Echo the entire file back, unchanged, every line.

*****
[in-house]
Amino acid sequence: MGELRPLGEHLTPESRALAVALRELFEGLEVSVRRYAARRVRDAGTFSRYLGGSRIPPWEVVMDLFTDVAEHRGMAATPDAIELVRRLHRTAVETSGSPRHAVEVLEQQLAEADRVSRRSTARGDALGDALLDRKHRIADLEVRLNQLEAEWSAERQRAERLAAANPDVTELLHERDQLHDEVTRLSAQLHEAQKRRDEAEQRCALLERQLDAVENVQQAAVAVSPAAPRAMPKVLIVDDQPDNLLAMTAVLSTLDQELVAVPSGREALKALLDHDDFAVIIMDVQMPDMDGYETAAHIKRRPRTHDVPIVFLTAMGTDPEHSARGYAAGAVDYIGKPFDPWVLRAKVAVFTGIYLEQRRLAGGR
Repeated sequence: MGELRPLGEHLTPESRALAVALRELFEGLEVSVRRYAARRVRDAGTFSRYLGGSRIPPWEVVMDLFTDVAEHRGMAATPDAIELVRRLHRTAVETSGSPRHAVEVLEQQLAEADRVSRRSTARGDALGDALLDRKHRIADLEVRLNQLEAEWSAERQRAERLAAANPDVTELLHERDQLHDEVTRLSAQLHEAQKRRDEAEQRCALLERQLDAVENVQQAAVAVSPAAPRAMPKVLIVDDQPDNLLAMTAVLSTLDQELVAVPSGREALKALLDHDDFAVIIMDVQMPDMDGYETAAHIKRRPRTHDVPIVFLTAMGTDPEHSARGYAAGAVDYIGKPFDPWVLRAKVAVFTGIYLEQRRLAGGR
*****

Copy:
[in-house]
Amino acid sequence: MGELRPLGEHLTPESRALAVALRELFEGLEVSVRRYAARRVRDAGTFSRYLGGSRIPPWEVVMDLFTDVAEHRGMAATPDAIELVRRLHRTAVETSGSPRHAVEVLEQQLAEADRVSRRSTARGDALGDALLDRKHRIADLEVRLNQLEAEWSAERQRAERLAAANPDVTELLHERDQLHDEVTRLSAQLHEAQKRRDEAEQRCALLERQLDAVENVQQAAVAVSPAAPRAMPKVLIVDDQPDNLLAMTAVLSTLDQELVAVPSGREALKALLDHDDFAVIIMDVQMPDMDGYETAAHIKRRPRTHDVPIVFLTAMGTDPEHSARGYAAGAVDYIGKPFDPWVLRAKVAVFTGIYLEQRRLAGGR
Repeated sequence: MGELRPLGEHLTPESRALAVALRELFEGLEVSVRRYAARRVRDAGTFSRYLGGSRIPPWEVVMDLFTDVAEHRGMAATPDAIELVRRLHRTAVETSGSPRHAVEVLEQQLAEADRVSRRSTARGDALGDALLDRKHRIADLEVRLNQLEAEWSAERQRAERLAAANPDVTELLHERDQLHDEVTRLSAQLHEAQKRRDEAEQRCALLERQLDAVENVQQAAVAVSPAAPRAMPKVLIVDDQPDNLLAMTAVLSTLDQELVAVPSGREALKALLDHDDFAVIIMDVQMPDMDGYETAAHIKRRPRTHDVPIVFLTAMGTDPEHSARGYAAGAVDYIGKPFDPWVLRAKVAVFTGIYLEQRRLAGGR